Tyler Ramsey's Magnificent Solo Run

 
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via Guitar Player

On 'For The Morning,' Tyler Ramsey breaks away from Band of Horses with simply one of the most gorgeous folk recordings you’ll hear this year.

Being an accomplished guitarist doesn’t mean much if you can’t write terrific tunes, especially when you’re blazing a troubadour trail and incorporating instrumentals. Tyler Ramsey is that rare breed of player who is brilliant on guitar and vocals, a wise wordsmith, clever with arrangements and creative in the studio.

“I’ve always aimed to have my songs sound complete with just a guitar and a vocal,” Ramsey says, “even if I ultimately wind up adding a rhythm section and other layers to the recording.”

After 10 years as lead guitarist for Band of Horses, Ramsey departed the group in 2017 to focus on his solo career, which dates back to his 2005 eponymous debut album. The guitarist makes his country home outside the roots-music sanctuary of Asheville, North Carolina, and his music has a distinctly natural and never-in-a-hurry quality. “Long walks in the woods with my dog feed my songwriting,” Ramsey says of his method, which is depicted on the cover of his latest solo album, For the Morning (Fantasy Records). On it, he encapsulates serenity via fleet fingerstylings and inventive, textured arrangements, creating what is simply one of the most gorgeous folk recordings you’ll hear this year. The track “White Coat” has a fingerpicked “Dear Prudence”-like descending pattern, with lush sonics and Ramsey’s lovely tenor vocal in a cinematic setting, and features a bridge that sounds as if a string band from the Civil War era happened into the studio. The evocative instrumental “Darkest Clouds” sets the scene for “Firewood,” which starts off with a Harvest-era Neil Young vibe before blossoming into an expansive affair that sounds like members of Wilco and Radiohead gathered around Ramsey’s campfire.

Anyone wondering why a player might walk away from a big-time gig as Ramsey did when he split from Band of Horses will find an answer on For the Morning. The album doesn’t simply sound pleasing — it feels like peace itself.

What are your acoustic guitar roots?

I started playing a Sigma acoustic guitar just before my freshmen year of high school, when my family moved to Nashville. My uncle gave me a cassette tape of Leo Kottke with A Shout Toward Noon on one side, and 6- and 12-String Guitar on the other. I loved hearing the guitar covering all the bases: melody lines, bass lines and crazy rhythmic stuff. It wasn’t at all cool to be into Michael Hedges at that point, but I was way into Michael Hedges. His music inspired me to start toying around with open tunings on the acoustic guitar. Those two players opened my eyes to the fact that a song could be completely played solely on the acoustic guitar. It’s an incredible instrument with limitless potential.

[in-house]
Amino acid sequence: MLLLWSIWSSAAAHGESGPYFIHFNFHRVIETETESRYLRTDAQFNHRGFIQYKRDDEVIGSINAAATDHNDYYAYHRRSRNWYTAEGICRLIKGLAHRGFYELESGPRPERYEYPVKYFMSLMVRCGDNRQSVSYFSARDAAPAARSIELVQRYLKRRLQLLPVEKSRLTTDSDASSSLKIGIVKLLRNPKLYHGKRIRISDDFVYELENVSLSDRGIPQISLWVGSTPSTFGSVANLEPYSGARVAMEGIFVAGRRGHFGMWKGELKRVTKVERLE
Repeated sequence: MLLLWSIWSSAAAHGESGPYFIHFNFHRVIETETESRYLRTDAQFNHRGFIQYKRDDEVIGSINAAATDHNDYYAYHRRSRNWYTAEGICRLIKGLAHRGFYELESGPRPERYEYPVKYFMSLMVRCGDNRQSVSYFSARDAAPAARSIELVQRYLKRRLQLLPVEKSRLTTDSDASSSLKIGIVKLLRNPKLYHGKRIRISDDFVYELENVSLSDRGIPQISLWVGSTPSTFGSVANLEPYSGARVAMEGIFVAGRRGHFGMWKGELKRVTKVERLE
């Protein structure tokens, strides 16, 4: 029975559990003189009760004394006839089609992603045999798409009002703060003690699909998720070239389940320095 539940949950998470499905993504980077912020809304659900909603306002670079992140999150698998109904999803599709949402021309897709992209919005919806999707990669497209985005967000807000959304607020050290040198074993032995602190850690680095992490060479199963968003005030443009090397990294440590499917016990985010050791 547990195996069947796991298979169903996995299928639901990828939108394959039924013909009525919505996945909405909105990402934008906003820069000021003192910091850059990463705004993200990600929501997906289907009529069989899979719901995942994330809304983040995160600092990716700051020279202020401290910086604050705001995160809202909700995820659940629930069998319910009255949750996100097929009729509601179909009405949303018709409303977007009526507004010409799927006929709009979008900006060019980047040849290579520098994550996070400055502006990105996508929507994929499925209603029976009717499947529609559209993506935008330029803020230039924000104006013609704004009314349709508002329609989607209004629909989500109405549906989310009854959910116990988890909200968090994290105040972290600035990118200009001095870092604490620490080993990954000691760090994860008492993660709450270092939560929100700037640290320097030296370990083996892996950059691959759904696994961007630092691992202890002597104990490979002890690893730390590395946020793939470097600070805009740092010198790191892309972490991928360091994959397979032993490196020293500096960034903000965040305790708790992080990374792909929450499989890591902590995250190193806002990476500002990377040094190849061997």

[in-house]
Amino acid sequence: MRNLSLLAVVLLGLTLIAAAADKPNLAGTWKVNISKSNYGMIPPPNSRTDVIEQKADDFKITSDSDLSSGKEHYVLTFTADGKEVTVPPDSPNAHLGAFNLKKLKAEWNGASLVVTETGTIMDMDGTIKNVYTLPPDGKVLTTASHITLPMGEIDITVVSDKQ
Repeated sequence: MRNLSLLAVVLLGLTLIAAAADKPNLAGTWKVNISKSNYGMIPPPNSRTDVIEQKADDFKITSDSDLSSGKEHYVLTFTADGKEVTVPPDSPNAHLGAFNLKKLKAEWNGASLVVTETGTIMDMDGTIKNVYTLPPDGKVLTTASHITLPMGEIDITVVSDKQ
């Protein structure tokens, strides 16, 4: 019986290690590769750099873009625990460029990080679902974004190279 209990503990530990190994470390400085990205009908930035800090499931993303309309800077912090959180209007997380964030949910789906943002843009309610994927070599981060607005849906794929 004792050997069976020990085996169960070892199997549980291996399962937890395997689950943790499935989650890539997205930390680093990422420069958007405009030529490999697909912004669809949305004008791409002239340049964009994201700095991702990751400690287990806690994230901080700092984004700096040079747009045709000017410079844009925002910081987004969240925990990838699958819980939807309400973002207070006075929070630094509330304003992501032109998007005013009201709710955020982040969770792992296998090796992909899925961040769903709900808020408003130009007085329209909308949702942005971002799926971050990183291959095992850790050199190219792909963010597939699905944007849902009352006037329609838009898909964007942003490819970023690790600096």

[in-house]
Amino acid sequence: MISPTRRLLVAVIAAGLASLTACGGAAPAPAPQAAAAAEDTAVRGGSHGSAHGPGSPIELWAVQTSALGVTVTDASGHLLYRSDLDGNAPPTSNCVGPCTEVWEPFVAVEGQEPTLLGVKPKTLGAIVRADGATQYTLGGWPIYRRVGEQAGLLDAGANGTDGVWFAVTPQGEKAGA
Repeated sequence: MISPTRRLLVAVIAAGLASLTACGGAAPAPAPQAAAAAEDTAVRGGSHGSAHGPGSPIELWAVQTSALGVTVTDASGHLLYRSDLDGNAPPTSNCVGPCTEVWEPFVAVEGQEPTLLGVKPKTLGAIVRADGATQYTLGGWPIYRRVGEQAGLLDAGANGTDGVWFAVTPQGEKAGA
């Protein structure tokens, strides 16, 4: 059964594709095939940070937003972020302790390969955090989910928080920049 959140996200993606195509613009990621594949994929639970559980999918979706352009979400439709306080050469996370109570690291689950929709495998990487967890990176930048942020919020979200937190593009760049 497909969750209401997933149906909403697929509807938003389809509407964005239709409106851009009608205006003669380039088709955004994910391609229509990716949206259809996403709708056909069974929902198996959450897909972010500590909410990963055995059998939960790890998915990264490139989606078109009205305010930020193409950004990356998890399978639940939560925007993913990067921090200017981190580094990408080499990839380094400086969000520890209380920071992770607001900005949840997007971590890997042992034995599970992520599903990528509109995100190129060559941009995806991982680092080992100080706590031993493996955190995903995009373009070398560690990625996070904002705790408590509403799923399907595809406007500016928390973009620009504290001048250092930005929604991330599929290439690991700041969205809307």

Can you connect the dots between being a solo acoustic enthusiast and joining Band of Horses?

We crossed paths while working in the same studio in 2007, when I was finishing up A Long Dream About Swimming Across the Sea. Bill Reynolds played bass with me and with them, and he was the connection. The first album I made with them was Infinite Arms, which was pretty heavily produced, aside from a song I had on there called “Evening Kitchen”; it was just my fingerstyle acoustic guitar and lead vocals with harmonies, so it stood out. I used a lot of alternate tunings trying to find space that wasn’t represented in Band of Horses, but that song is actually in standard tuning with a capo at the fifth fret. There’s a new version on the new album, called “Evening Country.”

Your 2011 solo album, The Valley Wind, is full of fantastic fingerstyle acoustic tunes. Can you talk about a couple of them?

“1,000 Blackbirds” is a good example, and the opening instrumental track, “Raven Shadow,” was essentially an introduction. I played it on a 12-string tuned C G D G C D from the sixth string to the first. I used that same tuning with a capo at the second fret for “1000 Blackbirds,” which is rooted in country-blues fingerstyle. It’s essentially a basic folk form, but it takes some interesting twists and turns. I like to incorporate instrumental movements within the framework of a lyrical folk arrangement to make it more multifaceted.

What’s your overriding M.O. regarding acoustic guitars, and how does that play into the arsenal you used on For the Morning?

I get a certain feeling in my chest when I pick up a guitar that hits me in the right place, and it can happen with any kind of acoustic. I love how a vintage guitar has its own story, and I’m just a part of that storyline. I do have some newer ones though. One of my go-to guitars is a Martin D-18 that my grandma gave me when it was pretty new, around the year 2000. Her maiden name was Martin, and she remembered me saying that I wanted one when I was a kid. I still cherish it, and it really sings in lowered open tunings. I’ve got a Guild Orpheum OM from their custom shop that was made about seven years ago. I used it a lot on Band of Horses’ Acoustic at the Ryman. It’s great for fingerstyle stuff, and it carries open G tuning really well.